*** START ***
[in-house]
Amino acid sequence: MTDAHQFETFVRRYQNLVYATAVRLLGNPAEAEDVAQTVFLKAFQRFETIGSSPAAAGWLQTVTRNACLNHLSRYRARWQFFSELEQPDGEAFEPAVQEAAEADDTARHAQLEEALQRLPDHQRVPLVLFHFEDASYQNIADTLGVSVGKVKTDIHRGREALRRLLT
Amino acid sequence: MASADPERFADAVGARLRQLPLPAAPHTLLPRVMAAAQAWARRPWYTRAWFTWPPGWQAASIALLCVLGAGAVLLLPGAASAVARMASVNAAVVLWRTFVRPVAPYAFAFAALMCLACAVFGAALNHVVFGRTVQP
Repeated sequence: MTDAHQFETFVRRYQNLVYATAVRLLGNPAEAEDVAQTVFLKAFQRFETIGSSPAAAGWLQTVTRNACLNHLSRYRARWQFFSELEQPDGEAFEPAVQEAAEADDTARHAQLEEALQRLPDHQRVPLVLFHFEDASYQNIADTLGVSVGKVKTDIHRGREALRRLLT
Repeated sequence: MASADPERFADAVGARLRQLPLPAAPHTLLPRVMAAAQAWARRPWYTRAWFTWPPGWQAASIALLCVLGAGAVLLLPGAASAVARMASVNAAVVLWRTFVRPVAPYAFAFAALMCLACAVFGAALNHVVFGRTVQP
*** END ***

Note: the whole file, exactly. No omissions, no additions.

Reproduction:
[in-house]
Amino acid sequence: MTDAHQFETFVRRYQNLVYATAVRLLGNPAEAEDVAQTVFLKAFQRFETIGSSPAAAGWLQTVTRNACLNHLSRYRARWQFFSELEQPDGEAFEPAVQEAAEADDTARHAQLEEALQRLPDHQRVPLVLFHFEDASYQNIADTLGVSVGKVKTDIHRGREALRRLLT
Amino acid sequence: MASADPERFADAVGARLRQLPLPAAPHTLLPRVMAAAQAWARRPWYTRAWFTWPPGWQAASIALLCVLGAGAVLLLPGAASAVARMASVNAAVVLWRTFVRPVAPYAFAFAALMCLACAVFGAALNHVVFGRTVQP
Repeated sequence: MTDAHQFETFVRRYQNLVYATAVRLLGNPAEAEDVAQTVFLKAFQRFETIGSSPAAAGWLQTVTRNACLNHLSRYRARWQFFSELEQPDGEAFEPAVQEAAEADDTARHAQLEEALQRLPDHQRVPLVLFHFEDASYQNIADTLGVSVGKVKTDIHRGREALRRLLT
Repeated sequence: MASADPERFADAVGARLRQLPLPAAPHTLLPRVMAAAQAWARRPWYTRAWFTWPPGWQAASIALLCVLGAGAVLLLPGAASAVARMASVNAAVVLWRTFVRPVAPYAFAFAALMCLACAVFGAALNHVVFGRTVQP